Prime Minister Tony Abbott has been labelled ‘damaged goods’ after more than a third of his parliamentary colleagues voted to clear the way for a new leader of the Liberal Party.
During a fast-tracked 9am meeting on Monday, 61 Liberal MPs voted against a spill motion to vacate the party’s leadership positions, with 39 MPs moving to hold a vote for a new leader.
The level of support for the spill motion, in the absence of an alternative candidate, has sent a clear message to the PM – there are bitter divisions within his party.
Soon after the leadership vote Mr Abbott provided a short statement to Channel Nine, declaring the leadership matter was “behind us”.
He chose not to hold a press conference or answer questions from the media in the immediate aftermath of the meeting.
“We are absolutely determined to work for you the people who elected us,” Mr Abbott said.
“We want to end the disunity and uncertainly which destroyed two Labor governments and give you the good government you deserve.
“We think that when you elect a government, when you elect a prime minister, you deserve that government and that prime minister until you change your mind.
“The focus now is once more on jobs, families, a stronger economy and a secure nation.”
At 1.30pm, Mr Abbott held a press conference and faced questions from the media.
“We have looked over the precipice and decided we are not going to go down the Labor Party path,” he said.
When asked if Treasurer Joe Hockey had his full confidence, the PM failed to defend the embattled cabinet minister.
Mr Abbott was also quizzed about his controversial chief of staff Peta Credlin and said if MPs had a problem with a particular person, his “door is always open”.
The spill vote follows a horror run of declining polls for the Abbott government, and Coalition election losses in Queensland and Victoria.
Momentum for a leadership change began to gather momentum after Mr Abbott made a “captain’s call” to knight the Queen’s husband, Prince Philip.
Communications Minister and former Liberal leader Malcolm Turnbull was touted as a potential replacement for Mr Abbott in the lead up to Monday’s vote, however he refrained from declaring his candidacy, saying that as a cabinet minister, he supported the prime minister.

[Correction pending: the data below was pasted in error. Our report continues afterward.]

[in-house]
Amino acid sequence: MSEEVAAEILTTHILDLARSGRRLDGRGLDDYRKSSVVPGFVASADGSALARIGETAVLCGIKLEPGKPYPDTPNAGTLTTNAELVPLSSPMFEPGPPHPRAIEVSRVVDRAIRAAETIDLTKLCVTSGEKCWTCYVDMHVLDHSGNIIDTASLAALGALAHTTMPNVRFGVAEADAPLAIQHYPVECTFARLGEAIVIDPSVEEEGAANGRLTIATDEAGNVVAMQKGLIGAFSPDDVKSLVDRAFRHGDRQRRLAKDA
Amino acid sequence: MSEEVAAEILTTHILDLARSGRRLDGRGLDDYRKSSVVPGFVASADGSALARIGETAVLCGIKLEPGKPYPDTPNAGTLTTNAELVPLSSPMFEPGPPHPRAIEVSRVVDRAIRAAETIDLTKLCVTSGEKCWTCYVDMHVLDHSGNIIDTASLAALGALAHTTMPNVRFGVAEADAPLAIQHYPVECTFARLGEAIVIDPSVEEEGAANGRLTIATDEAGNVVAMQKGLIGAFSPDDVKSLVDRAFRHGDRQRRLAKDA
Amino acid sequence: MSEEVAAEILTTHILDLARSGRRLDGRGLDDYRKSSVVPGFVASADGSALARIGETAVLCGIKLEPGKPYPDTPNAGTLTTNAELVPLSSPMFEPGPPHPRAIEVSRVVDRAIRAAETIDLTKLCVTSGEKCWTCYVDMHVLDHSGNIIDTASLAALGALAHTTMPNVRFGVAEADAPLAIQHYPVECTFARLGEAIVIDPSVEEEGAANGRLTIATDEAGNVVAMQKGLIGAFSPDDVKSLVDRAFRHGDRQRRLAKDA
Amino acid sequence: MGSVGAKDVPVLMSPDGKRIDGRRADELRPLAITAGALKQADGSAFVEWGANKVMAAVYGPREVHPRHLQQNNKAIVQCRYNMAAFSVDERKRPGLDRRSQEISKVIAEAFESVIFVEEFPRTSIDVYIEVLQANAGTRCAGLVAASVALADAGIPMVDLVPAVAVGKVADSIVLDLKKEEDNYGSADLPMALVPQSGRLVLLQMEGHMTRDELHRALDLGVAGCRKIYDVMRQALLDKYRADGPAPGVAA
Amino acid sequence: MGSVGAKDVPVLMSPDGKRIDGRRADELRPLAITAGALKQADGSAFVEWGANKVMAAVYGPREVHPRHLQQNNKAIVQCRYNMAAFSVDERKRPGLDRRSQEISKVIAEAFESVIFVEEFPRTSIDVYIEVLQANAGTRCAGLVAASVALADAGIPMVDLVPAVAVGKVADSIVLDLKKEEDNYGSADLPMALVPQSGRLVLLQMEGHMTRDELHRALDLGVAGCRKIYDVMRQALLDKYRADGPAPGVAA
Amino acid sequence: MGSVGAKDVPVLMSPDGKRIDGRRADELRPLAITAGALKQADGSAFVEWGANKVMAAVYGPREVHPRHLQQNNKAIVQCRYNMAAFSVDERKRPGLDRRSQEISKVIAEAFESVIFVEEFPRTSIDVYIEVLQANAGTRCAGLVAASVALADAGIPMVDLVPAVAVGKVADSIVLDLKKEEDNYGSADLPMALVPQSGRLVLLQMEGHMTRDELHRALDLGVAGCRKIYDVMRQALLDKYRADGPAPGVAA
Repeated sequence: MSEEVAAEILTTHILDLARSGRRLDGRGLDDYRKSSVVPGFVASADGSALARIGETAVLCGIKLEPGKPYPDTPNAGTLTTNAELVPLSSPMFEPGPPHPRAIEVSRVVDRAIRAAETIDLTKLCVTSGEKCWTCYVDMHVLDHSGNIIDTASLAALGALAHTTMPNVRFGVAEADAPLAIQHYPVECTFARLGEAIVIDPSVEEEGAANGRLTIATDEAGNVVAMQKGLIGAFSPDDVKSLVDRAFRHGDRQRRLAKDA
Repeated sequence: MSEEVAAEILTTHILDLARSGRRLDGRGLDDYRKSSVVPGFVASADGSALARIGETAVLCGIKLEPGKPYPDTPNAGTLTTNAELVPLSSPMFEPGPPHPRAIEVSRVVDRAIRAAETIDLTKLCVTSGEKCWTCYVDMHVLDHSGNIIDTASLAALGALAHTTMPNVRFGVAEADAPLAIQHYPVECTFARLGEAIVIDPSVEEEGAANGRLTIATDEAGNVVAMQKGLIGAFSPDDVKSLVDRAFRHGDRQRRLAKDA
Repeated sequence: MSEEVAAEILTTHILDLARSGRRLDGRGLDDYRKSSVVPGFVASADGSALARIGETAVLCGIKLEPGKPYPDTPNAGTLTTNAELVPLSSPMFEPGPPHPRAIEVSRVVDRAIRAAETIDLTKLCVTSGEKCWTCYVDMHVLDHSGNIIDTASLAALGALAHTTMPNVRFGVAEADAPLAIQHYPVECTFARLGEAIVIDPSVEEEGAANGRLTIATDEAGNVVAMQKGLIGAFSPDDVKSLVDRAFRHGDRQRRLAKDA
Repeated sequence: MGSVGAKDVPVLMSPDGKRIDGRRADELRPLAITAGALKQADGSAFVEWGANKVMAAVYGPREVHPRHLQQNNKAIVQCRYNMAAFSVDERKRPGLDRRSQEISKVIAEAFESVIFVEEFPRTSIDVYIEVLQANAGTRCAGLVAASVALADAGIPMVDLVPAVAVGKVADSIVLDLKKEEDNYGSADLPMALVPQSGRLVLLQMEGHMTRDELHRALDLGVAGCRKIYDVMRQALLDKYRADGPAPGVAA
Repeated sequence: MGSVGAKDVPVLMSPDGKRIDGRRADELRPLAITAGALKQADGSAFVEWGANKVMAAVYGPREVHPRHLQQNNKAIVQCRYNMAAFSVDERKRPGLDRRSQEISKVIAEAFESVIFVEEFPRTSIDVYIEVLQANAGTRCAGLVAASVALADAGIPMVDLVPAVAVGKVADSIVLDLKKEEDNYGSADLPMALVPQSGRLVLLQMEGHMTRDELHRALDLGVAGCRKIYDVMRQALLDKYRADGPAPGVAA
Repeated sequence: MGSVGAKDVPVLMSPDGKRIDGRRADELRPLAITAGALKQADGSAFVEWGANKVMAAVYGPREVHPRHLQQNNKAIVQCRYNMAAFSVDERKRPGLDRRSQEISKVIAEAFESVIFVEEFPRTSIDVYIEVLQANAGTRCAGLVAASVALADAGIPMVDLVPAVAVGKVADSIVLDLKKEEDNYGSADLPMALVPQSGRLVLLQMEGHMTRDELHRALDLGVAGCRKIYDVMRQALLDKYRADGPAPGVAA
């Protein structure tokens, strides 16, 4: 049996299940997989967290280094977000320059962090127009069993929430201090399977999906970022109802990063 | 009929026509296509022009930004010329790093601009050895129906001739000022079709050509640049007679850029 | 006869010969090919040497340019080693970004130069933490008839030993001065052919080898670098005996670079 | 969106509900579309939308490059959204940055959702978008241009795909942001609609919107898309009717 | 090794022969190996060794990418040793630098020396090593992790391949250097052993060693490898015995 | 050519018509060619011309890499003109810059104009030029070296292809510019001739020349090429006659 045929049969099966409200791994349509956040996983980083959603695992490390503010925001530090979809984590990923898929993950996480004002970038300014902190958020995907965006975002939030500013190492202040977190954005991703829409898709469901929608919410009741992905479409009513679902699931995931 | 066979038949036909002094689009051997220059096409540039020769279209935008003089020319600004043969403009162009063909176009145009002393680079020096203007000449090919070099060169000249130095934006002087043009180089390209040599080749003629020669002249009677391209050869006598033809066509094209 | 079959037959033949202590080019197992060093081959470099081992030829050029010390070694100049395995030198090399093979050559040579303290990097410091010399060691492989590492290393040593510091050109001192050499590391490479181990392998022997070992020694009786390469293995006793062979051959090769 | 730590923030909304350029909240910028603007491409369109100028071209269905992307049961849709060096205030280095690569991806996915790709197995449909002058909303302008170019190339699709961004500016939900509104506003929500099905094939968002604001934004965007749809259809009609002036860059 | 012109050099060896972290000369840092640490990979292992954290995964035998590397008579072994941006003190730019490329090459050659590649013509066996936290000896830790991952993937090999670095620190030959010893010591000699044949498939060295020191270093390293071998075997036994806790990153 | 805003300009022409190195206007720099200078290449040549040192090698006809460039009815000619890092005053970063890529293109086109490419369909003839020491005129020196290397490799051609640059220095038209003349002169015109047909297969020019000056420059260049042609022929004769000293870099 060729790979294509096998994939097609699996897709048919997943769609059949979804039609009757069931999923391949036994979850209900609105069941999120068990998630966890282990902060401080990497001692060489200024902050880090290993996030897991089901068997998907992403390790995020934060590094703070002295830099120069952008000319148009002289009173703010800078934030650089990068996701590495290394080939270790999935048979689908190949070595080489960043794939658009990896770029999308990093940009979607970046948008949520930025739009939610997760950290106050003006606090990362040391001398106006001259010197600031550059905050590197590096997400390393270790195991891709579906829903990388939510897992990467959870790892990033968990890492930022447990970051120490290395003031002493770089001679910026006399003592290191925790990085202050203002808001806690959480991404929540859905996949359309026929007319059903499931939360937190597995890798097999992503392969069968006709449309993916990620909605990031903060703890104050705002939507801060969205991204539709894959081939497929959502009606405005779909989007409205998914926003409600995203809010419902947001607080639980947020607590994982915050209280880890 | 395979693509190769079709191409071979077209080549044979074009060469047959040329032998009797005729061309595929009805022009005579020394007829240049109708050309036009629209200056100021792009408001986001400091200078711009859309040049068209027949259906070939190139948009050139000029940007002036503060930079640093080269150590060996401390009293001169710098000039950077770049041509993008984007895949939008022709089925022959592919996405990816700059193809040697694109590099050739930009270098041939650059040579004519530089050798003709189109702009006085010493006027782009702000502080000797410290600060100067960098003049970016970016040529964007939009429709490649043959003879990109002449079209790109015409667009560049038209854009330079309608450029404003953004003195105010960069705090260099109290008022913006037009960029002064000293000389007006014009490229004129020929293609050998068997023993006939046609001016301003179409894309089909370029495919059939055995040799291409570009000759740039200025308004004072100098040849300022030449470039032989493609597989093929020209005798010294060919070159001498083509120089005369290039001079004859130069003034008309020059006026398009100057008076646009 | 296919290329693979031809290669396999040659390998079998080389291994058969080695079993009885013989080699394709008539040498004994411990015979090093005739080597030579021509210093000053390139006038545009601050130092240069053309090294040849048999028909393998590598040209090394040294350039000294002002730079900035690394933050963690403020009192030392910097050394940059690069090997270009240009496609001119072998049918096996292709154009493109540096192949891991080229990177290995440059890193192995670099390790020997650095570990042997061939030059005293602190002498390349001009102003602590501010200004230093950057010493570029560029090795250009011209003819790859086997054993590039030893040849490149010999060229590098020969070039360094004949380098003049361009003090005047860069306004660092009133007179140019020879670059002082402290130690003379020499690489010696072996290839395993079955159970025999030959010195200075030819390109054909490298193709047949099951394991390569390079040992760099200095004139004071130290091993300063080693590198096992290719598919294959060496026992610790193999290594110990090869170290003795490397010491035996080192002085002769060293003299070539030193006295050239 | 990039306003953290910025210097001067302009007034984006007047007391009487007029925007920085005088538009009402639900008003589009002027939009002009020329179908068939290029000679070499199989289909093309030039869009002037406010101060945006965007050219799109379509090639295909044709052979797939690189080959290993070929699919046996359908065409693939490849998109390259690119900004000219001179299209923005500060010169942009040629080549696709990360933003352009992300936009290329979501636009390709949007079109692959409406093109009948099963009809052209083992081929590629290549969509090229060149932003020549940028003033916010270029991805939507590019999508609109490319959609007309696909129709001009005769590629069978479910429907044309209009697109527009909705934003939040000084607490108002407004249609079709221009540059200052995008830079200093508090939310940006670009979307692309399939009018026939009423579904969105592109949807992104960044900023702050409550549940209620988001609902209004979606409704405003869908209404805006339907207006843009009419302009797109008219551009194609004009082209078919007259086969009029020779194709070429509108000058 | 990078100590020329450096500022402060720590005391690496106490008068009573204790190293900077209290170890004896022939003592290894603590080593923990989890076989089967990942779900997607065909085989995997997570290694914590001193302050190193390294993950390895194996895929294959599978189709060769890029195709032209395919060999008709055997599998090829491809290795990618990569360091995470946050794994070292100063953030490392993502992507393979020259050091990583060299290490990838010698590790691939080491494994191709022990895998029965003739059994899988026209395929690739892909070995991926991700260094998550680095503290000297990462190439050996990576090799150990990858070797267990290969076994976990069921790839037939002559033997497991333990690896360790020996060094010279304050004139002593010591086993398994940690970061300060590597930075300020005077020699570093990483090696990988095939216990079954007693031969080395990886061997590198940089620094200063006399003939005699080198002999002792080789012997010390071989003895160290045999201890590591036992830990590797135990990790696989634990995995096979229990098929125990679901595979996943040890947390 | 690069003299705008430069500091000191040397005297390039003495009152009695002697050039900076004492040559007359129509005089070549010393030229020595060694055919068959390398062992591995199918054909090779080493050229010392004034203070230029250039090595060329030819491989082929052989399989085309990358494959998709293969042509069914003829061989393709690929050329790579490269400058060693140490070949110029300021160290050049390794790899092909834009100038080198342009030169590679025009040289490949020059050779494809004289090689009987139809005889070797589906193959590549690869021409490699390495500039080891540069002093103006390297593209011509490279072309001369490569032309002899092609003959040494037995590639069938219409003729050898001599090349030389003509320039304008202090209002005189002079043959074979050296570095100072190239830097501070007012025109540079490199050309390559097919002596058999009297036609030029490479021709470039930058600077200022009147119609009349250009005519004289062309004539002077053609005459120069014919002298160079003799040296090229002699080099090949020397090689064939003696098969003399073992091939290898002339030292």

A Newspoll published in The Australian on Monday showed the Abbott government continuing to shed voters, trailing Labor 43 to 57 per cent on a two-party preferred basis.
The gulf between the major parties widened by 6 per cent, compared with the December result.
In a personal blow to Mr Abbott, the his approval rating was the lowest of any prime minister since Paul Keating in 1994.
A Fairfax Ipsos poll, published on the same day, showed the federal government’s unpopularity was affecting Coalition prospects in the upcoming NSW election.
One in 10 NSW Liberal voters said the Abbott government’s poor performance had dissuaded them from supporting the party at a state level.
The poll predicts the Coalition will retain government in NSW at the March election, despite an 8 per cent swing to Labor.
Clock is ticking
Monash University’s Zareh Ghazarian said although Mr Abbott emerged victorious today, his days could be numbered.
“He has two-third’s support for the moment, but it has positioned him in a fairly perilous position going forward,” Dr Ghazarian told The New Daily.
“It’s not too hard for that 39 to become 52 in perhaps a few weeks time,” he said.
“Whenever these sorts of debates are had in the public, the leader takes damage. They are damaged goods and I don’t think it’s any different this time around.”
Dr Ghazarian said despite the significant blow to Mr Abbott’s authority, the government still had time to reverse the disastrous poll results.
“He has already started to do things,” he said. “He’s obviously trying to be a bit more conciliatory in terms of policy decisions.
“It may be the case that the government when it was elected in 2013 felt they had a mandate to move quickly on a large number of big social and economic issues.
“This suggests the party room has tried to apply the brakes and change the direction of the government.
“This has obviously given him a big signal about how to change.”
Immediately after the vote, the government’s chief whip Philip Ruddock emerged from the party room to declare the result of the 61-39 spill vote.
“That seems to have resolved the matter,” he said.
“These matters are dealt with without debate and proceed on that basis.
“There are party meetings tomorrow and I am sure in the context of the matter having been clearly resolved there may well be discussion about how we should proceed now.”
One informal vote was registered and another MP was absent from the meeting due to the birth of his child.
Parliament resumed on Monday after the summer break.
– with Ebony Bowden